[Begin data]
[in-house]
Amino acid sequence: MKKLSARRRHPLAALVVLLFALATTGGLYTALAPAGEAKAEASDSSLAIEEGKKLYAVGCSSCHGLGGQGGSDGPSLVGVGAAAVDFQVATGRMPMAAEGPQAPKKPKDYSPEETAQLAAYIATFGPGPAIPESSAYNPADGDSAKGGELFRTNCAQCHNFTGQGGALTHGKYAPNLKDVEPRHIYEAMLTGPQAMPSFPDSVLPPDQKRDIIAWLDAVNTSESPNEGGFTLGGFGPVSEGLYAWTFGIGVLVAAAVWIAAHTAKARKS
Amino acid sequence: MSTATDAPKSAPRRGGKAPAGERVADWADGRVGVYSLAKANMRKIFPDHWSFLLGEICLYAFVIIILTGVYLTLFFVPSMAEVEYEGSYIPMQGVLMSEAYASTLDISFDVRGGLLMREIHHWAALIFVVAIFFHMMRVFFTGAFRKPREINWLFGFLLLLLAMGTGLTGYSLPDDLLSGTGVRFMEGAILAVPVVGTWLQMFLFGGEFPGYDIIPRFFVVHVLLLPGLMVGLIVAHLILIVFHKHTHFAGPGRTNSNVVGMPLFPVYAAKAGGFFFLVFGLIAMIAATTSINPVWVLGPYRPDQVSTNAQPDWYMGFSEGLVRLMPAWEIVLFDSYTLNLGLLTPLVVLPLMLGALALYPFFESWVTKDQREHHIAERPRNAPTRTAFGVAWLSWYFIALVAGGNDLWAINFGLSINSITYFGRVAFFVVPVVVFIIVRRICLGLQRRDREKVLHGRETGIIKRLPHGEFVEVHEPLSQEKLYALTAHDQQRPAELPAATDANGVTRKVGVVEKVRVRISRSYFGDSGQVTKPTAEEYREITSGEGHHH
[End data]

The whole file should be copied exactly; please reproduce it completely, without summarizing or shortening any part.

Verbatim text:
[in-house]
Amino acid sequence: MKKLSARRRHPLAALVVLLFALATTGGLYTALAPAGEAKAEASDSSLAIEEGKKLYAVGCSSCHGLGGQGGSDGPSLVGVGAAAVDFQVATGRMPMAAEGPQAPKKPKDYSPEETAQLAAYIATFGPGPAIPESSAYNPADGDSAKGGELFRTNCAQCHNFTGQGGALTHGKYAPNLKDVEPRHIYEAMLTGPQAMPSFPDSVLPPDQKRDIIAWLDAVNTSESPNEGGFTLGGFGPVSEGLYAWTFGIGVLVAAAVWIAAHTAKARKS
Amino acid sequence: MSTATDAPKSAPRRGGKAPAGERVADWADGRVGVYSLAKANMRKIFPDHWSFLLGEICLYAFVIIILTGVYLTLFFVPSMAEVEYEGSYIPMQGVLMSEAYASTLDISFDVRGGLLMREIHHWAALIFVVAIFFHMMRVFFTGAFRKPREINWLFGFLLLLLAMGTGLTGYSLPDDLLSGTGVRFMEGAILAVPVVGTWLQMFLFGGEFPGYDIIPRFFVVHVLLLPGLMVGLIVAHLILIVFHKHTHFAGPGRTNSNVVGMPLFPVYAAKAGGFFFLVFGLIAMIAATTSINPVWVLGPYRPDQVSTNAQPDWYMGFSEGLVRLMPAWEIVLFDSYTLNLGLLTPLVVLPLMLGALALYPFFESWVTKDQREHHIAERPRNAPTRTAFGVAWLSWYFIALVAGGNDLWAINFGLSINSITYFGRVAFFVVPVVVFIIVRRICLGLQRRDREKVLHGRETGIIKRLPHGEFVEVHEPLSQEKLYALTAHDQQRPAELPAATDANGVTRKVGVVEKVRVRISRSYFGDSGQVTKPTAEEYREITSGEGHHH